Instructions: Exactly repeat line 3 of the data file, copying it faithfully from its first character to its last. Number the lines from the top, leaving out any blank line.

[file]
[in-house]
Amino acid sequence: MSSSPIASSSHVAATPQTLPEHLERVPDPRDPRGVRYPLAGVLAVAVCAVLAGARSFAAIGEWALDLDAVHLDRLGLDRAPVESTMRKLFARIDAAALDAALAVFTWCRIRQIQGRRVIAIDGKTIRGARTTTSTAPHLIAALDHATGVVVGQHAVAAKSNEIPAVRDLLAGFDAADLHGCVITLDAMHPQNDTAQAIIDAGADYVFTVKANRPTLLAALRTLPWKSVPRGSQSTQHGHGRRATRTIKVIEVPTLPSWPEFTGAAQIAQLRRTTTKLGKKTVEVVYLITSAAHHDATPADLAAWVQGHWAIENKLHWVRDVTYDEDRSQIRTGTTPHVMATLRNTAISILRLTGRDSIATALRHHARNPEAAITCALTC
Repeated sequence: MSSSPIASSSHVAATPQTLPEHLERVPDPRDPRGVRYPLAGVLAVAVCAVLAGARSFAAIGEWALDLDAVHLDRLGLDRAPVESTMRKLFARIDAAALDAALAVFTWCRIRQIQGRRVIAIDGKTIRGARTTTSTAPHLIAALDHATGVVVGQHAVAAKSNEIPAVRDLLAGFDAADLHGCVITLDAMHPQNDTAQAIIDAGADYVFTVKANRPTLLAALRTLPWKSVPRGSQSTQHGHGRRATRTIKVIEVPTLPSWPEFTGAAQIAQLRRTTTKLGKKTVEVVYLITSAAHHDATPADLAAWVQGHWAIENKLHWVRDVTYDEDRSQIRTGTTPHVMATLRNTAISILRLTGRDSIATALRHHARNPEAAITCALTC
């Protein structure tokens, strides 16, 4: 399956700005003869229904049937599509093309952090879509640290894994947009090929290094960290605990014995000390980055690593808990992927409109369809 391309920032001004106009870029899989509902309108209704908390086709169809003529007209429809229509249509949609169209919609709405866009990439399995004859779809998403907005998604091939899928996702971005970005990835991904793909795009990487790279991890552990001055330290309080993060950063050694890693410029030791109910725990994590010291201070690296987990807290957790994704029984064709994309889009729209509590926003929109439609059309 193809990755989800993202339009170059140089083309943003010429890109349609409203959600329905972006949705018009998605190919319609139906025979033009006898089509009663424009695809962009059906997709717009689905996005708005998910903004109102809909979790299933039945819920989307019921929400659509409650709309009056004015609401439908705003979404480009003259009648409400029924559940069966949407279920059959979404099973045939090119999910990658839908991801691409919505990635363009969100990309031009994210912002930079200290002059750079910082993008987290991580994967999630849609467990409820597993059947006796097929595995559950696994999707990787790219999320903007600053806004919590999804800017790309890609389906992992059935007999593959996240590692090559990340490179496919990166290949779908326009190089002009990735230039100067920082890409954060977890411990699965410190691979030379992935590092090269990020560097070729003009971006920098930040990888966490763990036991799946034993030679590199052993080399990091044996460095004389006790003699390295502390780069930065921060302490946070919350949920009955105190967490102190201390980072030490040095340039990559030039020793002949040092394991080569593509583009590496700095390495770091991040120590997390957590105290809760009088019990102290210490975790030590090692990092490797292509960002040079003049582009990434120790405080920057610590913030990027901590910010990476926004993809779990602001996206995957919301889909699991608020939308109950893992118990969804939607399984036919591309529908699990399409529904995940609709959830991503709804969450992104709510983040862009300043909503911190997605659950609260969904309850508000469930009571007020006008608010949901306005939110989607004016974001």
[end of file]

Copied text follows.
Repeated sequence: MSSSPIASSSHVAATPQTLPEHLERVPDPRDPRGVRYPLAGVLAVAVCAVLAGARSFAAIGEWALDLDAVHLDRLGLDRAPVESTMRKLFARIDAAALDAALAVFTWCRIRQIQGRRVIAIDGKTIRGARTTTSTAPHLIAALDHATGVVVGQHAVAAKSNEIPAVRDLLAGFDAADLHGCVITLDAMHPQNDTAQAIIDAGADYVFTVKANRPTLLAALRTLPWKSVPRGSQSTQHGHGRRATRTIKVIEVPTLPSWPEFTGAAQIAQLRRTTTKLGKKTVEVVYLITSAAHHDATPADLAAWVQGHWAIENKLHWVRDVTYDEDRSQIRTGTTPHVMATLRNTAISILRLTGRDSIATALRHHARNPEAAITCALTC